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On Monday 29th July, Angelina Jolie, Special Envoy for the United Nations refugee agency, visited the UN University in Tokyo for a special screening of her film In the Land of Blood and Honey. Supported by the British Embassy Tokyo, the UN Refugee Agency (UNHCR) and the film’s distributor in Japan, Ayapro, the event saw Ms Jolie give a speech on her involvement in the Preventing Sexual Violence in Conflict initiative - a campaign launched by Ms Jolie and the British Foreign Secretary William Hague to eradicate warzone rape worldwide.
Directed by Angelina Jolie and set in Bosnia-Herzegovina, In the Land of Blood and Honey will be showing in selected Japanese cinemas from 10th August and gives a compelling insight into the devastating way in which sexual violence is used as a weapon of war. It touches on issues universal to conflict, including the consequences of non-intervention, the plight of women, the need for accountability and the challenges of reconciliation.
Speaking before the audience of UN University students, government and non-government organisation representatives, business leaders and media, Ms Angelina Jolie said:
I was humbled when William Hague, Britain’s Foreign Secretary, contacted me to say that he had seen In The Land of Blood and Honey, was concerned about the subject and wanted to do what he could to help. Fourteen months ago in London we launched a new initiative, seeking global action to end sexual violence in conflict. Our journey since then has taken us to the DRC, to the G8, and to the United Nations Security Council. We have met remarkable people and organisations working to secure justice for survivors and hold governments accountable. And we have seen inspiring progress. In April this year the G8 made a historic promise to work together to end warzone rape and sexual violence. Japan was a vital part of this landmark agreement. And just last month, the Security Council adopted a new Resolution providing practical and focussed leadership. But this is just a beginning. It needs every effort at every level, from Governments and the United Nations down to communities and families. We cannot change the past – but the future – well that is an open question. And you all are part of the answer.
Ms Julia Longbottom, Acting Ambassador, British Embassy Tokyo read out a letter from British Foreign Secretary William Hague, who said:
For too long the survivors of rape and sexual violence from Bosnia to Somalia have been forgotten. The systematic abuse in our lifetimes of hundreds of thousands – if not millions – of women, girls and men has been treated as a secondary issue. This has got to change. We have to shatter impunity for those who use rape as a weapon of war, and never again abandon victims. We need political leaders to speak out, and citizens to ask their own governments to do more. We must make it impossible for the stories depicted in this film to be repeated. That is why Angelina Jolie and I are campaigning together, calling for decisive international action. I am extremely grateful for Japan’s active involvement and leadership. And I hope tonight will mark the start of even deeper cooperation between our countries - with your support - so that this becomes a defining cause for our generation.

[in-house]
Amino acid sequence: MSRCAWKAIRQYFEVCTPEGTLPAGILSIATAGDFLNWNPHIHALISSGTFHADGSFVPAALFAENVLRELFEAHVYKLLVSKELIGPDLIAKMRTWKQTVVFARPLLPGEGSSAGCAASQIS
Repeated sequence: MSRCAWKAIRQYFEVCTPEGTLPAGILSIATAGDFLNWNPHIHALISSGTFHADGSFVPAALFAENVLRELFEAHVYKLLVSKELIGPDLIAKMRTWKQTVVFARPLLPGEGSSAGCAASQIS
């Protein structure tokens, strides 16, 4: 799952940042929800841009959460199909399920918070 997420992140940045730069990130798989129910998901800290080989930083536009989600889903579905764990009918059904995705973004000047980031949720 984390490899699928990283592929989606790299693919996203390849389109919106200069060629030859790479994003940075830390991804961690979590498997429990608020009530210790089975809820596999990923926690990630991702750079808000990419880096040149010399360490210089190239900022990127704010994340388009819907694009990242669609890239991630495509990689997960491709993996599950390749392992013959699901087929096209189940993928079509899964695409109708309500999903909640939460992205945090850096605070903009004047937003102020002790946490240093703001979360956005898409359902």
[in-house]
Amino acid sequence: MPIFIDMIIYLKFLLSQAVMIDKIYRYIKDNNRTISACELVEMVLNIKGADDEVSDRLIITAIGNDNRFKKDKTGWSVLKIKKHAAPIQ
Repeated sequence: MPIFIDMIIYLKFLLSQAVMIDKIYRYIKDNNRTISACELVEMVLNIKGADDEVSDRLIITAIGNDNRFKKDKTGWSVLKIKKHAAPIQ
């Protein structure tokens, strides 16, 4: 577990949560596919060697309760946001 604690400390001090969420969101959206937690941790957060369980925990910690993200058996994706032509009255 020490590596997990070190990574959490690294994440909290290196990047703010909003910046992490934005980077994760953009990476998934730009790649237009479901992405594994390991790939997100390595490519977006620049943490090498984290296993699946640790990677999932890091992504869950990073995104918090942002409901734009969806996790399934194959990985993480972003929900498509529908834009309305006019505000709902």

Japanese Foreign Secretary Fumio Kishida delivered a video message, saying:
It is highly regrettable that so many women are the victims of rape and sexual violence in conflicts around the world today. We must work together to end this situation as soon as possible. G8 Foreign Ministers adopted the G8 Declaration on Preventing Sexual Violence in Conflict at our meeting in London in April this year. I expressed Japan’s support for this initiative and set out Japan’s work on this issue. At the G8 Foreign Ministers’ meeting, I had the opportunity to meet Ms Angelina Jolie, who directed the film In the Land of Blood and Honey. Together with Mr Hague, Ms Jolie is working tirelessly to eradicate sexual violence in conflict. I have deep respect for her efforts on this issue, to which she dedicates time and effort at the same time as being a busy mother, artist and film director. I hope today’s screening will deepen understanding of this issue, and that it will encourage many Japanese people to join the campaign led by Ms Jolie and many other people around the world. I myself am determined to continue to engage on the issue.
Sadako Ogata, former United Nations High Commissioner for Refugees (UNHCR) and former President of Japan International Cooperation Agency, was also in attendance as a guest speaker. While expressing her appreciation for the initiative to raise awareness about preventing sexual violence in conflict by Mr. Hague and Angelina Jolie, Mrs. Ogata remarked that:
In this film [In the Land of Blood and Honey] you will see many scenes in Bosnia-Herzegovina, where I travelled to with UNHCR. Even many years after the war had ended, we encountered many issues. Refugees were returning but they had no homes or family members left and were vulnerable to rape and sexual violence. Our mission was to help these people return as fully-fledged members of their communities. I am sure that you will be inspired in many ways by the scenes in this film, so please view it with attention and think about what you can do, what the Japanese can do, what we ourselves can do to help those in need.
These messages, including Ms Jolie’s talk were broadcast live via Ustream, and can be viewed by visiting the Ustream channel at: